Web comedian Ze Frank once coined the term “The League of Awesomeness” to describe people who “strive to make the world more awesome.” The assembled multitude at the “Enabling Environmental Protection Through Transparency and Open Government” symposium in Philadelphia is doing just that this week.
Over one thousand people are spending four days at the symposium, sponsored by the Environmental Protection Agency’s (EPA) Office of Environmental Information. In an extravaganza of 86 separate sessions, they are talking about the “how to” of open government – how to implement EPA’s Open Government Plan and translate the lofty ideas of transparency, participation, and collaboration into practical means of furthering it’s the agency’s core mission.
That’s one thousand attendees from private sector organizations; state, local, and tribal governments; EPA program and regional offices; environmental groups; business and industry; the scientific community; academia; the media; and the general public, all gathering to explore strategies for incorporating transparency, participation, and collaboration into the EPA’s work to safeguard the environment and promote smart and sustainable growth.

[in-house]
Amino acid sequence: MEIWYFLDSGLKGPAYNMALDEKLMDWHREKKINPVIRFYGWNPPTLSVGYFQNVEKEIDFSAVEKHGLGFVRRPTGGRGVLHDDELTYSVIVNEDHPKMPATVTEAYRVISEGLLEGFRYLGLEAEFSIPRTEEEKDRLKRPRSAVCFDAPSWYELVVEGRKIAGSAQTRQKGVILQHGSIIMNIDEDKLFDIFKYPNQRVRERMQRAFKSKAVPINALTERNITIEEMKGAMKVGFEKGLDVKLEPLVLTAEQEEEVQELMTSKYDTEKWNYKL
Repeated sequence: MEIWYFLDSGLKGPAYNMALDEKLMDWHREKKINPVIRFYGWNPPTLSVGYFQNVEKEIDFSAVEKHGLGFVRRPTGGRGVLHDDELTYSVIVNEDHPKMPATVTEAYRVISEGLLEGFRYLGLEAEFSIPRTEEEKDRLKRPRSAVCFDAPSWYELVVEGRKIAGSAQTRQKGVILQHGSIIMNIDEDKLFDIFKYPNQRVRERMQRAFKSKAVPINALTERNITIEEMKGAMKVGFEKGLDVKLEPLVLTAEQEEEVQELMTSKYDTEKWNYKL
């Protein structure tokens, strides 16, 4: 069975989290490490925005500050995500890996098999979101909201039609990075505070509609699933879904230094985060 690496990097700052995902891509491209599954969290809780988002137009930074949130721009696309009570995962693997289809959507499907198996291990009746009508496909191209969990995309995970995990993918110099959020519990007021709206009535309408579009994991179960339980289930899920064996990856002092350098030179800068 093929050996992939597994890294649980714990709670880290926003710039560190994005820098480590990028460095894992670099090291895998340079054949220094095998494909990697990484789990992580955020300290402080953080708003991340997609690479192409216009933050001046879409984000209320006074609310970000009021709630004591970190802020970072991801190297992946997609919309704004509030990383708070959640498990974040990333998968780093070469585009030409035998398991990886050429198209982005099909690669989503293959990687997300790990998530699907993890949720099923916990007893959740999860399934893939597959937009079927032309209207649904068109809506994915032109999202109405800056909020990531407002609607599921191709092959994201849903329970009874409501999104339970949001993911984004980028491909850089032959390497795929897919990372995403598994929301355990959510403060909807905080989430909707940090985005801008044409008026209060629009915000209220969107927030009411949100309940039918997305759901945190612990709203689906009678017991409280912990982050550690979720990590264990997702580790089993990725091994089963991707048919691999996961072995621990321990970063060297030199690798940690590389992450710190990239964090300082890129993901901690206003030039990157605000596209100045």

They are discussing what new information—such as the toxic release inventory—should be published online (via data.gov and the EPA’s own data finder, to inform people about environmental hazards, encourage the development of new jobs and businesses based on environmental information, catch wrong-doers committing environmental crimes, and reduce the costs of compliance to business. They have come to explore strategies for using modern technology, including web 2.0 social media, to foster greater participation by the public in the work of the EPA as well as greater collaboration across EPA disciplines (such as legal, finance, and tech), departments and agencies, and with the private sector.
During the Q&A after the Introductory Plenary, a woman stood up and introduced herself as “just a citizen.” She went on to describe how she had been forced to vacate her home because of environmental contaminants. She gave an impassioned plea to be consulted in any ensuing EPA investigation as she knew the situation first-hand and had useful knowledge to share.
The League of Environmental Awesomeness applauded in empathetic support. She had come to the right place. The room was filled with the spirit of excitement and the possibility of engaging with the EPA in entirely new ways.
You too can become a member of the league of open-government awesomeness, and you don’t even have to come to Philadelphia. Follow the ongoing meeting online via @EPAlive, (hash tag #OEI2010) or watch videos of the plenary sessions.